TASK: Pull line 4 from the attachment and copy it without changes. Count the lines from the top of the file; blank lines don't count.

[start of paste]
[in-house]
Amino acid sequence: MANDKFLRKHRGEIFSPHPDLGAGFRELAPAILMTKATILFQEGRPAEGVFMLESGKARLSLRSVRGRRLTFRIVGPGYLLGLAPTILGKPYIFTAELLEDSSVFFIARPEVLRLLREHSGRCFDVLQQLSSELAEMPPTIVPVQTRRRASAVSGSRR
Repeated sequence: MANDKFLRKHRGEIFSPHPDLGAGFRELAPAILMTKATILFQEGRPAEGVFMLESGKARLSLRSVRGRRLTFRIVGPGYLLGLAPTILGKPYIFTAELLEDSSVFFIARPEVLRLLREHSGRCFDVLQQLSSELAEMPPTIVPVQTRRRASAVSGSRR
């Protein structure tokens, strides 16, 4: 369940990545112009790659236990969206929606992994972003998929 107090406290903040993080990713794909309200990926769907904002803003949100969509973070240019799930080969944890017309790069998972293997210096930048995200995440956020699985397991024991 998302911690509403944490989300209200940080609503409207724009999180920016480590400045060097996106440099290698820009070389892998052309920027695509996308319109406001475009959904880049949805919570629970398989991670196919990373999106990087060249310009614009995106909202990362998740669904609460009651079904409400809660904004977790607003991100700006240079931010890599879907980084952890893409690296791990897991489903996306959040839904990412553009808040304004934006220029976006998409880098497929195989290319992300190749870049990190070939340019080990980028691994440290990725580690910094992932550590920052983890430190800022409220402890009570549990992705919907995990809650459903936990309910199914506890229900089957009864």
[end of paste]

């Protein structure tokens, strides 16, 4: 369940990545112009790659236990969206929606992994972003998929 107090406290903040993080990713794909309200990926769907904002803003949100969509973070240019799930080969944890017309790069998972293997210096930048995200995440956020699985397991024991 998302911690509403944490989300209200940080609503409207724009999180920016480590400045060097996106440099290698820009070389892998052309920027695509996308319109406001475009959904880049949805919570629970398989991670196919990373999106990087060249310009614009995106909202990362998740669904609460009651079904409400809660904004977790607003991100700006240079931010890599879907980084952890893409690296791990897991489903996306959040839904990412553009808040304004934006220029976006998409880098497929195989290319992300190749870049990190070939340019080990980028691994440290990725580690910094992932550590920052983890430190800022409220402890009570549990992705919907995990809650459903936990309910199914506890229900089957009864």